“It’s so important to be able to curate and edit yourself to present a story in a concise way,” the travel and lifestyle photographer Kirsten Alana says. “We don’t have editors for our own sites like writers do for the big outlets. And we get so passionate about the photos that we think we have to share them all. I say ‘we’ because I absolutely make this same mistake myself. I’m trying to change, though! Having a blog allows me to be more in control of what stories I tell, and how I tell them, so I’m intentional and selective about what I put out there.” That is, don’t share content for content’s sake; make sure it aligns with your brand and goals.
“In the beginning, I remember overthinking every aspect of every entry, but the reality is that each and every post has value and you need to realise that and just start posting. The more you’ll do it, the better you’ll get at it.”
5. Try not to overthink it
“If you think that this is something that you’d like to do, then you just need to start,” says Simon Migaj, a commercial photographer specialising in documentary, architectural, and lifestyle work. “In the beginning, I remember overthinking every aspect of every entry, but the reality is that each and every post has value, and you need to realise that and just start posting. The more you’ll do it, the better you’ll get at it.”
When he started, Simon anticipated his blog would help attract clients, but he didn’t expect the added benefit of connecting with people, including other photographers, who flocked to his blog for travel tips. As long as you’re creating something that’s valuable to your audience or helps them learn something new, you’re on the right track. “Try not to be worried about whether it’s the best blog post you’ve ever seen,” Simon says. “A good published entry has more value than a perfect eternal draft.”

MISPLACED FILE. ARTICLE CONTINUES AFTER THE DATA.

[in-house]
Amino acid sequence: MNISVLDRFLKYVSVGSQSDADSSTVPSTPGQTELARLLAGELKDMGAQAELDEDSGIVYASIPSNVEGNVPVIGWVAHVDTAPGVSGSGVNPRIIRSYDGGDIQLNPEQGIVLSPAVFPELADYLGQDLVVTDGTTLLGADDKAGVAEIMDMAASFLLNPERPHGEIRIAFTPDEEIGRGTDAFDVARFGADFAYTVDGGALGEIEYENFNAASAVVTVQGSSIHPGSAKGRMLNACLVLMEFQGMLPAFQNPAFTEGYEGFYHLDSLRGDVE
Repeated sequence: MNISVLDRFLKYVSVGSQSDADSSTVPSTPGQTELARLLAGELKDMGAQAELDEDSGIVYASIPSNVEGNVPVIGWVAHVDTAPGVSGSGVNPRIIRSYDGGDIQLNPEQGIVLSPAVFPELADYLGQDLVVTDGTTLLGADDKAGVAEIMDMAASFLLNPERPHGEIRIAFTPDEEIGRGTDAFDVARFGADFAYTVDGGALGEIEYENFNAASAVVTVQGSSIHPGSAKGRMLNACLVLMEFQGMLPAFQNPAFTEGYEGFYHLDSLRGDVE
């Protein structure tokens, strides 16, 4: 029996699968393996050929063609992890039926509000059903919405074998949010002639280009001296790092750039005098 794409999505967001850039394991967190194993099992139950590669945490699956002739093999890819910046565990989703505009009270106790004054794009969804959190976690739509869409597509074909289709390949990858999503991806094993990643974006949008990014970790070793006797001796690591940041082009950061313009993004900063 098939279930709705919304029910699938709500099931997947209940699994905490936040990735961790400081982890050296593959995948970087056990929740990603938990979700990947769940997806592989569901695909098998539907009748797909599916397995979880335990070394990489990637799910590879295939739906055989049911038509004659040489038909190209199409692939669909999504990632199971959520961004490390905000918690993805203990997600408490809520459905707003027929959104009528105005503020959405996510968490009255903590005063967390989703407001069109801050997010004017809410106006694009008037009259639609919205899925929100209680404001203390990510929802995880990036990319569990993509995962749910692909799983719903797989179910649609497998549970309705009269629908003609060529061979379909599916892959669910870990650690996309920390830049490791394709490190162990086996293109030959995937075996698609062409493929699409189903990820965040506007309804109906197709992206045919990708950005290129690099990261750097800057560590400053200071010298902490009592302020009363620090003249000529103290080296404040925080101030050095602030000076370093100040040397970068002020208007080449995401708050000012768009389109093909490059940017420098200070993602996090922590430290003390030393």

6. Stay consistent
“Post often,” Simon urges. “I don’t mean that you have to post daily; it can even be once a month, but help people remember and stay up-to-date on your blog.” Updating your site also helps with SEO. Another tip from Simon: “Share across numerous platforms. If you want to reach a bigger audience, don’t be afraid to post the same content to your blog, Medium, or Google.” You can also share your blog posts on social media; maybe you add them to your Instagram bio or include a link sticker on your Stories.
7. Chase your passion
While running a successful blog boils down to creating something of value for your audience, remember to stay true to what inspired you to pick up a camera in the first place. That’s what you’ll come back to when you need encouragement or motivation. “I think we all need to start within ourselves,” the mountain and wilderness photographer Magnus Lindbom tells us.
“What is your passion? What are you interested in? Write about that, while at the same time trying to keep your audience in mind. If you’re just starting a blog, you might find that it’s hard to gain traction and followers. Don’t give up. If you write about things that you love, people will eventually find you.”
“If your main website is more of a professional, polished portfolio rather than an expressive outlet, you can still communicate to prospective clients on a more personal level via your blog.”
8. Show us who you are
In a similar vein, Catherine O’Hara, a wedding and elopement photographer based between Ireland and France, recommends revealing something about your personality, within and beyond your role as a photographer. Great blogs attract followers because they have a distinctive voice—not because they follow a cookie—cutter formula.
“It’s a mistake to look at what everyone else is doing and try to fit in rather than stand out,” Catherine explains. “If your main website is more of a professional, polished portfolio rather than an expressive outlet, you can still communicate to prospective clients on a more personal level via your blog. Be more expressive and educational—and give them useful information that may not necessarily fit on your main site.”
About the contributor
Feature Shoot showcases the work of international emerging and established photographers who are transforming the medium through compelling, cutting-edge projects, with contributing writers from all over the world.